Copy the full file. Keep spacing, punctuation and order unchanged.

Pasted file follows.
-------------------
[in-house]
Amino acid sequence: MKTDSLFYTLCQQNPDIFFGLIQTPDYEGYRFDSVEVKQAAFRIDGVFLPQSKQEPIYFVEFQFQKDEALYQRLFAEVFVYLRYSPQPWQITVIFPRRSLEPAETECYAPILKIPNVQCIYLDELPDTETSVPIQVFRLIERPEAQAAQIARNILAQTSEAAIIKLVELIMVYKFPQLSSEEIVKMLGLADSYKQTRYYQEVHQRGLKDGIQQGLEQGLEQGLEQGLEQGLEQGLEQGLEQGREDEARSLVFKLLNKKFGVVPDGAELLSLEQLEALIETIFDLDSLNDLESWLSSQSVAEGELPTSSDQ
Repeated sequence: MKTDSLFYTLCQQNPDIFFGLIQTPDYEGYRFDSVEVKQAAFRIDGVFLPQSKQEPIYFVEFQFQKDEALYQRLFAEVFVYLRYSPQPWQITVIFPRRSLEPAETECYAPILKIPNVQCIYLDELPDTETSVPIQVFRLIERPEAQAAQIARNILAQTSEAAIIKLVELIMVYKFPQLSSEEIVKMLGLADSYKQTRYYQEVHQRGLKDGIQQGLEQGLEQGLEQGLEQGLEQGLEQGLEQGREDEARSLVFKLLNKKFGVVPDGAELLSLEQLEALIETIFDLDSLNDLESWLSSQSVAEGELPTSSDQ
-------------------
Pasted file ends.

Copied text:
[in-house]
Amino acid sequence: MKTDSLFYTLCQQNPDIFFGLIQTPDYEGYRFDSVEVKQAAFRIDGVFLPQSKQEPIYFVEFQFQKDEALYQRLFAEVFVYLRYSPQPWQITVIFPRRSLEPAETECYAPILKIPNVQCIYLDELPDTETSVPIQVFRLIERPEAQAAQIARNILAQTSEAAIIKLVELIMVYKFPQLSSEEIVKMLGLADSYKQTRYYQEVHQRGLKDGIQQGLEQGLEQGLEQGLEQGLEQGLEQGLEQGREDEARSLVFKLLNKKFGVVPDGAELLSLEQLEALIETIFDLDSLNDLESWLSSQSVAEGELPTSSDQ
Repeated sequence: MKTDSLFYTLCQQNPDIFFGLIQTPDYEGYRFDSVEVKQAAFRIDGVFLPQSKQEPIYFVEFQFQKDEALYQRLFAEVFVYLRYSPQPWQITVIFPRRSLEPAETECYAPILKIPNVQCIYLDELPDTETSVPIQVFRLIERPEAQAAQIARNILAQTSEAAIIKLVELIMVYKFPQLSSEEIVKMLGLADSYKQTRYYQEVHQRGLKDGIQQGLEQGLEQGLEQGLEQGLEQGLEQGLEQGREDEARSLVFKLLNKKFGVVPDGAELLSLEQLEALIETIFDLDSLNDLESWLSSQSVAEGELPTSSDQ